The authors stated that, in addition to the studies included in the previous review, 78 studies (n=33,664) were identified for inclusion : 4 RCTs (6 publications), 17 non-randomised controlled trials, 22 comparative observational studies, 28 case series and 6 registry publications. They presented details of 78 studies in their table of included studies. However, in the table there were 6 RCTs, 16 non-randomised controlled trials, 20 comparative observational studies, 32 case series, and 4 case series that were registry publications.
The quality of three of the 4 included RCTs was high. The non-randomised controlled trials, comparative observational studies and case-series studies were poorer in quality and more prone to bias.
EVAR versus open repair.
EVAR was associated with a statistically significant lower 30-day mortality rate compared with open repair (3 RCTs; OR 0.33, 95% CI: 0.17, 0.64). This result was supported by data from 17 non-randomised controlled trials (OR 0.31, 95% CI: 0.25, 0.39). There was no significant heterogeneity between the studies. However, 2 RCTs that reported 2-year and 4-year follow-up indicated that the early survival benefit was lost by the end of the first year.
The primary conversion rate to open repair was 0.8% and 1.8% in the 2 RCTs, a mean of 2.4% (95% CI: 1.8, 3.0; range: 0 to 7.3) in the 12 non-randomised controlled trials, and a mean of 1.2% (95% CI: 1.0, 1.4) in the case series.
The early aneurysm rupture rate was reported as 0.2% in one non-randomised controlled trial. There was no significant difference in delayed rupture rates between EVAR and open repair (OR 5.0, 95% CI: 0.58, 42.94). Of the 6 non-randomised controlled trials, five reported a 0% rupture rate for EVAR and one reported a 1.1% rate.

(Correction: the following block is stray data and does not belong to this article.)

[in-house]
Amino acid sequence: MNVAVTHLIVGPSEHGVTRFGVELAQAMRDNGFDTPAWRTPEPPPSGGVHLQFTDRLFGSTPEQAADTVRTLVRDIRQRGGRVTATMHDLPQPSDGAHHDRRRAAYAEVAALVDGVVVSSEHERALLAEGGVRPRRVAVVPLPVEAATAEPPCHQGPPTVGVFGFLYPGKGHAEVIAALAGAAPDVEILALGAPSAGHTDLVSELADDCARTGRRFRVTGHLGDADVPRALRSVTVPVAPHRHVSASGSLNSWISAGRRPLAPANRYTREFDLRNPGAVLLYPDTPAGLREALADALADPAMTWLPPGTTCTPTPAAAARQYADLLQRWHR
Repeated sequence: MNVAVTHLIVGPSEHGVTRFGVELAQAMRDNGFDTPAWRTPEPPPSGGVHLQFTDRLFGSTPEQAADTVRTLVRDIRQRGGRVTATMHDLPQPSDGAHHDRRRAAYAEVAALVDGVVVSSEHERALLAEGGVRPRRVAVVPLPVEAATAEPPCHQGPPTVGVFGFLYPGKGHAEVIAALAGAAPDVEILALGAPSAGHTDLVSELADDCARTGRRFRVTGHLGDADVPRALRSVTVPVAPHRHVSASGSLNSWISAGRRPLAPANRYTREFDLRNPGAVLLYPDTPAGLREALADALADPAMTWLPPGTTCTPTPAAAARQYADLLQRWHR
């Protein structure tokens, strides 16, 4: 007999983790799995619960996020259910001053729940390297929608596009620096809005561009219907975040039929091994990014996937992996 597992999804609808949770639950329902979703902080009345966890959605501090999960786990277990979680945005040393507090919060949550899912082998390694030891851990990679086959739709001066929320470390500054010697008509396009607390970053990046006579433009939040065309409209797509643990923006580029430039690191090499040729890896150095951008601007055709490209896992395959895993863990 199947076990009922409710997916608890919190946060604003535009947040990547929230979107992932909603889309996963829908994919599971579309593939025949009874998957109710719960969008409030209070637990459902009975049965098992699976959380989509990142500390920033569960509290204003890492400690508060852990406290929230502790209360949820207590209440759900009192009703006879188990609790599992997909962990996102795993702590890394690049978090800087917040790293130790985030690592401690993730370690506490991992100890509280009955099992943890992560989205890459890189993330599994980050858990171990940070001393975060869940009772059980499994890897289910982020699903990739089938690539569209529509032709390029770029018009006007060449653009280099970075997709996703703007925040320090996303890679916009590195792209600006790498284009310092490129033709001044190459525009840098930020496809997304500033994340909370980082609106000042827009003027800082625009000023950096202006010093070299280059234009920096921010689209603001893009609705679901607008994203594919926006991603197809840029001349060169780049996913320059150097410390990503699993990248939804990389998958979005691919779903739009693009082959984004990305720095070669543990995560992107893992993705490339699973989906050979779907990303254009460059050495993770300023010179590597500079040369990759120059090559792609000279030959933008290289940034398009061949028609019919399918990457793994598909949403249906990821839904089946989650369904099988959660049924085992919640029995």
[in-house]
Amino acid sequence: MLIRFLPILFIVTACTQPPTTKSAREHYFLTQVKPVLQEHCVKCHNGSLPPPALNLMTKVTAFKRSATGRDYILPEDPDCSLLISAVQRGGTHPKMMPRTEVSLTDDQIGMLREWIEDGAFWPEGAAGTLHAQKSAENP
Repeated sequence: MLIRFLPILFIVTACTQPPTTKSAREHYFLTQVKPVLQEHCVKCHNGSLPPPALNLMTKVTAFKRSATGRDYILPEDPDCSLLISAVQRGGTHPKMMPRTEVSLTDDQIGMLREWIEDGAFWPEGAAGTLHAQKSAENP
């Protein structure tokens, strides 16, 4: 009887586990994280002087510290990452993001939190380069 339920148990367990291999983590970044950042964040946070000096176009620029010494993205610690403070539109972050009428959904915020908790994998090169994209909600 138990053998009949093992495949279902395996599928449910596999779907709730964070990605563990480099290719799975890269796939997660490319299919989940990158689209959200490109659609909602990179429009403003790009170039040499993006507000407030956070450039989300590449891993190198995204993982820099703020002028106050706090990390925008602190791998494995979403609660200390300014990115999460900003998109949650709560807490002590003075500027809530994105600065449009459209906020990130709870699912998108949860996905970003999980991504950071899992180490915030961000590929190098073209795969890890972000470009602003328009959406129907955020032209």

Two RCTs reported significantly higher secondary intervention rates following EVAR compared with after open repair (OR 2.57, 95% CI: 1.70, 3.87; HR 2.9, 95% CI: 1.1, 6.2).
The most common technical adverse event following EVAR was a type II endoleak, which occurred in 19.6% of patients at less than 30 days, 12.9% at 1 year and 11.7% beyond 1 year. Pulmonary complications, incidence of blood loss and haemorrhagic events were significantly lower in the EVAR group than in the open repair group. There was no significant difference in the rates of cardiac events, lower limb ischaemia, renal impairment, graft infection, colonic ischaemia or local wound complications. Total hospital stay was reduced for the EVAR group compared with the open repair group (3 RCTs). Three RCTs and 8 non-randomised controlled trials demonstrated a significant reduction in intensive treatment unit stay after EVAR compared with after open repair.
Further results were reported.
EVAR in high-risk patients.
One RCT evaluated EVAR compared with no intervention in a population who were deemed to be unfit for open repair. This RCT reported no statistically significant difference in aneurysm-related deaths between EVAR and no intervention (12% versus 12.8%, respectively; HR 1.00, 95% CI: 0.54, 1.84), or total mortality rates (44.6% versus 39.5%) during the follow-up period. The rupture rate was 2% in the first 30 days after EVAR, and 12.2% in the no intervention group. Conversion to open repair occurred in 0.6% of cases during the primary procedure and 1.2% during the follow-up period. The complication rate following EVAR was 32.6%. At 4 years, 26% required at least one re-intervention following EVAR, compared with 4% in the no intervention group (HR 5.8, 95% CI: 2.4, 14.0, P<0.001); however, if crossovers from the no intervention group were considered secondary interventions, the rate for the no intervention group rose to 30%.